How will Dallas nullify Philly offense?

Each week, John Lynch breaks down a dynamic NFL offensive playmaker, devises a game plan and discusses a strategy for success. This week, Lynch examines the unique challenges the Cowboys defense will face against running back LeSean McCoy and the Philadelphia Eagles offense.

Don’t you just hate those unwanted guests during the holidays? Your wife’s third cousin on her mother’s side suddenly remembers he’s visiting your town and he wants to "stay over’" for a few days.

That’s probably a little like how the Dallas Cowboys are looking at the Philadelphia Eagles this week. Because if I’m the Cowboys, the Eagles are the last team I want coming to town right now.

Yes, the Cowboys (8-6) still lead the NFC East by a game over the Giants and can control their own fate. That’s the good news.

Who likes fruitcake? Anybody? That’s what I thought. Because like fruitcake, the rest of the news isn’t good if you’re a Cowboys fan. The past few weeks, the Eagles (6-8) have looked downright scary and might be playing the best football in the NFL. Kind of what everybody was expecting of them at the beginning of the season.

To make matters worse, there’s Week 8. If you can’t remember Week 8, the numbers 34 and 7 are ones the Cowboys would like to forget. The Eagles led 24-0 at halftime and 34-0 until the Cowboys finally scored a touchdown in the fourth quarter.

Philadelphia embarrassed Dallas that Sunday night, and having watched a lot of Eagles’ games this season, I’d say it was probably Michael Vick’s best performance of the year. Vick completed 21 of 28 passes for 279 yards, two touchdowns and no picks. Eagles running back LeSean McCoy was no slouch either, rushing for 185 yards and two touchdowns.

Dallas defensive coordinator Rob Ryan, who had trash-talked about the Eagles and their high-profile offseason signings during the summer, said the Cowboys would beat the Eagles’ butts in October. However, he ended up having to eat those words, and I wouldn’t be surprised if they tasted like fruitcake. "I got outcoached by Reid and their staff," Ryan said at the time. "It’s ridiculous. I never gave our guys a chance. The whole thing was on me."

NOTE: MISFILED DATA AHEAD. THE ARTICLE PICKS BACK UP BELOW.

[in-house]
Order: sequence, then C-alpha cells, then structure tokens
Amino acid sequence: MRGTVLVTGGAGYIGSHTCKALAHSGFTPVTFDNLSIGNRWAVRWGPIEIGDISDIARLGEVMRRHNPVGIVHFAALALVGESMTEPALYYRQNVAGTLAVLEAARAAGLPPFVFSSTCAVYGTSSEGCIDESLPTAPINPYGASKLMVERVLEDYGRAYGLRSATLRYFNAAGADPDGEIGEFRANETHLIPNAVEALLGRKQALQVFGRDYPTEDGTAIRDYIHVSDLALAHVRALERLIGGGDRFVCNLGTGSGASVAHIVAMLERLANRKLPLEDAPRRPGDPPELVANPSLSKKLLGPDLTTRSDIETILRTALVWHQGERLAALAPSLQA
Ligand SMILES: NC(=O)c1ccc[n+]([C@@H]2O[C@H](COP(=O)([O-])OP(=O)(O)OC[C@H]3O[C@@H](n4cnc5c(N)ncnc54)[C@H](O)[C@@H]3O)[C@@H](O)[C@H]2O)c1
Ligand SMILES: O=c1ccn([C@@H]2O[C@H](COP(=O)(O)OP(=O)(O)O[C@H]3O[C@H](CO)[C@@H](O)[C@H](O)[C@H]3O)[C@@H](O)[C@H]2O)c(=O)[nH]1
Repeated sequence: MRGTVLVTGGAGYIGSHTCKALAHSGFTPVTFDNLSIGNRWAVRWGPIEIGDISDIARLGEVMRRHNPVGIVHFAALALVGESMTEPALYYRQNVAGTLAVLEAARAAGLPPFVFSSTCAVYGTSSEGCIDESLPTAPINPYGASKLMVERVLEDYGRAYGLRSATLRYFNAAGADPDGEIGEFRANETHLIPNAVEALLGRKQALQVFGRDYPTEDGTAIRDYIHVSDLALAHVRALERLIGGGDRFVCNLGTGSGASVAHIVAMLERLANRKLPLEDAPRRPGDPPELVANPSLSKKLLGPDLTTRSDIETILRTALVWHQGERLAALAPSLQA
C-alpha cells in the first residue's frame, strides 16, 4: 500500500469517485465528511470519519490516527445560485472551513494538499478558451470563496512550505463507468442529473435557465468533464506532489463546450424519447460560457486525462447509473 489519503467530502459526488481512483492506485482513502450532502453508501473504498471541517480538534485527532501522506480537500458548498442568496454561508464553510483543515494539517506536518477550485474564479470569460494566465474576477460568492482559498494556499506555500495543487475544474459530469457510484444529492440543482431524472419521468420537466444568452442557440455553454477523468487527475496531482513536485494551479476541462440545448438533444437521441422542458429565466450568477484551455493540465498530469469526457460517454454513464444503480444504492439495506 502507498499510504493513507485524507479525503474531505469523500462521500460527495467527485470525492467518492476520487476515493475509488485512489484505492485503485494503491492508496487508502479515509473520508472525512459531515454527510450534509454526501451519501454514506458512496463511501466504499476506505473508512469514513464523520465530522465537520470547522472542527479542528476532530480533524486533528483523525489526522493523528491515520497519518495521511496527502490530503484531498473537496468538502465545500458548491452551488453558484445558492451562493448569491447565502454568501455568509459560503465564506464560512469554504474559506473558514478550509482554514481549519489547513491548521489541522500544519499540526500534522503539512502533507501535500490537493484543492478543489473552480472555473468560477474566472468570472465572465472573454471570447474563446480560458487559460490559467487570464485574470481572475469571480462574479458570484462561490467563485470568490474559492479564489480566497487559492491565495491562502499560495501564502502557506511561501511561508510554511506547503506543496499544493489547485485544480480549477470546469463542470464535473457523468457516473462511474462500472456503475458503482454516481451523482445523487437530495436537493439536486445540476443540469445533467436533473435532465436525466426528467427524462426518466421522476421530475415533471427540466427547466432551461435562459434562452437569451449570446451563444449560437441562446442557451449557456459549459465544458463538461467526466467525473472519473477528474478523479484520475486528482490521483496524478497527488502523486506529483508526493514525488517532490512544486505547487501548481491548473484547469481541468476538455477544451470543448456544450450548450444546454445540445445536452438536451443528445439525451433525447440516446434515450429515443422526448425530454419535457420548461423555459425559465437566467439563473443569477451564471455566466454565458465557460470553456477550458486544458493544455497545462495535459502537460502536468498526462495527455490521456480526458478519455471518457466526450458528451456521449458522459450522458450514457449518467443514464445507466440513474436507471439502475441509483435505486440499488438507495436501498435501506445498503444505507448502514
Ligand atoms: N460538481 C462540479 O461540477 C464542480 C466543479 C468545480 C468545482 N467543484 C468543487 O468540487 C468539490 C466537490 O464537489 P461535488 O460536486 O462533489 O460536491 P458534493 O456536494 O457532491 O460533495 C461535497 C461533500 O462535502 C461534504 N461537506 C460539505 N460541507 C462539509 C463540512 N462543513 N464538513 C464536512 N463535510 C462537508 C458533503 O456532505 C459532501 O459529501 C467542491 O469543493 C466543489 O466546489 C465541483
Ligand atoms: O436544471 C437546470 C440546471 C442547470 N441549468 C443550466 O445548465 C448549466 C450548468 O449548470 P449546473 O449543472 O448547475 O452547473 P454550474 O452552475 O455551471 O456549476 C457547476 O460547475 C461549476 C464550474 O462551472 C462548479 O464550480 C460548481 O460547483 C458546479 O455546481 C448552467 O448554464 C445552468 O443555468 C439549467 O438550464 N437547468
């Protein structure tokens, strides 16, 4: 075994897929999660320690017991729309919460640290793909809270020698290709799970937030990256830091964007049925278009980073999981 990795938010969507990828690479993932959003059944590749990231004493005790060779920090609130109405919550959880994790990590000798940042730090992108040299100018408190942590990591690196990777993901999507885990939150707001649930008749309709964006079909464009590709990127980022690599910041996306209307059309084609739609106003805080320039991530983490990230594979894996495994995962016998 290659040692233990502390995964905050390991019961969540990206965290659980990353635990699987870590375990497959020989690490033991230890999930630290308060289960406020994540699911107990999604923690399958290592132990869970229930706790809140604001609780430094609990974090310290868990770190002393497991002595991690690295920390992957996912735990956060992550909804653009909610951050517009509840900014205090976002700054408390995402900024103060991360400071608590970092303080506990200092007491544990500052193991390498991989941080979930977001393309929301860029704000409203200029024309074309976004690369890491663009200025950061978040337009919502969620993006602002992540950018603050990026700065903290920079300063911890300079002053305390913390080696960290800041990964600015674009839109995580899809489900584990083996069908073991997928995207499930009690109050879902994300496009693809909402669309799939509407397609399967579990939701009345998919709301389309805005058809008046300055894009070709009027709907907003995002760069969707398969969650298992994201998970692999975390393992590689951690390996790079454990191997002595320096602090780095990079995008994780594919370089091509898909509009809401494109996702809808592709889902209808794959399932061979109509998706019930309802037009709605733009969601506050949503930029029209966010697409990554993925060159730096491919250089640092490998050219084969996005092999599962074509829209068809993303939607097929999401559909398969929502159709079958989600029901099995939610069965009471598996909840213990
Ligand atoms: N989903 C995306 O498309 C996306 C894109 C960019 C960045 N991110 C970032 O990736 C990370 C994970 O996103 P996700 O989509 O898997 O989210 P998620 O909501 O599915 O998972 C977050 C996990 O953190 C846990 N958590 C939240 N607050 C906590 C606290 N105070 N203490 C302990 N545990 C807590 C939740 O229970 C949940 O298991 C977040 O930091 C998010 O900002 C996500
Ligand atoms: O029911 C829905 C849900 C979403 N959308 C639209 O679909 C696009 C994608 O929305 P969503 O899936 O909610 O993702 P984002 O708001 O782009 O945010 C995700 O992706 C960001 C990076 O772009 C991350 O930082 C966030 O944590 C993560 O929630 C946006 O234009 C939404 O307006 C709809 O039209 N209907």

So, I have the unenviable task of game-planning for the Dallas defense as my assignment this week.

Let me start off by saying when you’ve already played someone during the season, there really are no surprises. It’s going to come down to execution — who blocks and tackles better, who makes the plays and who doesn’t.

Like I said earlier, the first time these teams played, I thought it was Vick’s best game. He made great decisions and he was incredibly accurate. What Ryan and the Cowboys need to do is try to figure out how to deal with all of the weapons the Eagles have. And that’s not easy, because they have a lot.

Besides Vick, there’s a beast of a back in McCoy, who is second in the NFL in rushing with 1,274 yards. He’s also scored a league-leading 17 touchdowns on the ground (20 overall) and leads the NFL in most runs over 20 yards with 14, both Philadelphia team records. And McCoy needs only 239 yards in the final two games to break Wilbert Montgomery’s single-season franchise record.

McCoy reminds me a lot of Brian Westbrook, another running back that Eagles coach Andy Reid knew how to use perfectly. His experience with Westbrook, knowing how to use him in the backfield and in the passing attack, has come in handy, and he uses McCoy in much the same way. He’s a really special football player. I mean, 20 touchdowns? That’s unbelievable. McCoy is incredibly athletic. He’s fast, he’s quick, and he’s much stronger than people think. He runs right over people.

And if you stop McCoy, then you have to deal with that group of receivers they have in DeSean Jackson, Jeremy Maclin and Brent Celek. It presents a very tough challenge.

So here’s my game plan:

DeMarcus Ware. DeMarcus Ware. And more DeMarcus Ware.

Ryan asks a lot of his defensive players, and their game plans are never simple. You have to be smart to handle them. I think the Cowboys’ front seven is stronger than their secondary. So if you start to overpursue to stop McCoy, those Eagles receivers can kill you.

So I go to Ware and I tell him I know he’s had an outstanding year (third in the NFL in sacks with 16, including four against the Eagles in Week 8), but I need him to be the best he possibly can be this week. I know this is about more than one player, but Ware is where it starts. And that front seven has to apply as much all-out pressure as possible. Then, the Cowboys need to get physical at the line of scrimmage with the Eagles receivers. They struggle with that.

Again, it’s hard disguising anything because these two teams know each other so well. The last time they played, Vick did an outstanding job of diagnosing what the Cowboys were doing and picked up their blitzes very well.

This game really isn’t about who is going to trick whom; the key to the game will be who wants it more. The Cowboys have the lead with two games left, but believe it or not, the Eagles could still win the division. They have to beat the Cowboys, then Washington the following week. Then they need the Giants to beat Dallas on the final day of the season.

So both teams have a lot at stake.

Loser eats fruitcake.

John Lynch will be calling the St. Louis at Pittsburgh game at 1 p.m. ET Sunday for FOX.